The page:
Another way to look at meditation is to view thinking itself as a waterfall, a cascading of thought. In cultivating mindfulness, we are going beyond or behind our thinking, much the way you might find a vantage point in a cave or depression in the rock behind a waterfall. We still see and hear the water, but we are out of the torrent.
I do think that an understanding of contemporary work in the cognitive sciences has a profound effect on how one views the workings of the mind. It doesn't work the way we pretheoretically think it does. Such an understanding, of course, should have a large effect on one's views in philosophy of mind, but also in epistemology.
[T]he more clamour we make about 'the women's point of view', the more we rub it into people that the women's point of view is different, and frankly I do not think it is -- at least in my job. The line I always want to take is, that there is the 'point of view' of the reasonably enlightened human brain, and that this is the aspect of the matter which I am best fitted to uphold.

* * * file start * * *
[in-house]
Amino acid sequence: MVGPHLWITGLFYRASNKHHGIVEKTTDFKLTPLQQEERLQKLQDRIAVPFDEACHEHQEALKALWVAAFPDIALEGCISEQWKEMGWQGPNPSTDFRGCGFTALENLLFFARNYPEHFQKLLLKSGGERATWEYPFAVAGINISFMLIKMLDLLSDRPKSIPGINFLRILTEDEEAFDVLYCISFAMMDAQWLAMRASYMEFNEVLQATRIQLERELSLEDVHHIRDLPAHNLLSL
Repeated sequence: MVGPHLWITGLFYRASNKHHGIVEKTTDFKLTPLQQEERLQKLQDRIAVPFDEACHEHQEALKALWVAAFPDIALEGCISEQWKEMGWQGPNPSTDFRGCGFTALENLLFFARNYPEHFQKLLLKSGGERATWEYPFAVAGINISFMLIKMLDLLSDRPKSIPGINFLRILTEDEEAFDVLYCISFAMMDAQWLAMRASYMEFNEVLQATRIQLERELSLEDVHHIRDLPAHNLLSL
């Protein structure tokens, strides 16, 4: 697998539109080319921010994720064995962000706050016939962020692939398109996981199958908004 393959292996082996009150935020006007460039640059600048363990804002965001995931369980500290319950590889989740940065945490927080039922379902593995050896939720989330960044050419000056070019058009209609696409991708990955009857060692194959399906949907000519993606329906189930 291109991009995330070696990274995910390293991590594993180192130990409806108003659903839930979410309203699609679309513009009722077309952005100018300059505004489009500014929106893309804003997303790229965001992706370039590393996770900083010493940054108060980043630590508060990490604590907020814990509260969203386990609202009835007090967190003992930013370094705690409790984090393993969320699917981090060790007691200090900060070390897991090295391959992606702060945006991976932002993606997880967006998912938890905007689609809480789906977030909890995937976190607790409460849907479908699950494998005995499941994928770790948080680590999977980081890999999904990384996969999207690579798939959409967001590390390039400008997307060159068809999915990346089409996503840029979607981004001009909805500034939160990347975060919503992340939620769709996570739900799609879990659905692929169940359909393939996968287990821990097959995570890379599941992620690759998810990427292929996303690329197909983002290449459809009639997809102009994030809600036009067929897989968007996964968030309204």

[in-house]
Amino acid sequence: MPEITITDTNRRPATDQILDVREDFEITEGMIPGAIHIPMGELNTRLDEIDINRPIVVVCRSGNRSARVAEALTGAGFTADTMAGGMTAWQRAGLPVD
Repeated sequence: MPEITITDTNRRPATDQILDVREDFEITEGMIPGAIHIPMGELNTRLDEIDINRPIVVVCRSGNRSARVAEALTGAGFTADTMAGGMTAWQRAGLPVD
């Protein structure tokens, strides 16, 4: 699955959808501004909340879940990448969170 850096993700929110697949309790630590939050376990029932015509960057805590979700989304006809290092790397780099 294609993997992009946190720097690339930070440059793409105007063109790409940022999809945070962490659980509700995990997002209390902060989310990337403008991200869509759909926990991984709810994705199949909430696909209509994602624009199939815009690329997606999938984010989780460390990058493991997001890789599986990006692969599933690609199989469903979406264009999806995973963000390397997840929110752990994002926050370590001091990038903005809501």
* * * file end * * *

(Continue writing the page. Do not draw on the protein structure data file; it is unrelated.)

First and foremost is to not allow the reestablishment, if you will, of an extremist sanctuary that can export the kind of terror that ended up with terrorists taking down the World Trade Center and plowing into the Pentagon and a field in Pennsylvania. That's the point: We started this war because the Sept. 11 attack came from this area. And we do not fight alone, but with some 40 allies who share that view.
We cannot sanction the view that the Constitution, while solicitous of the cognitive content of individual speech, has little or no regard for that emotive function which, practically speaking, may often be the more important element of the overall message sought to be communicated.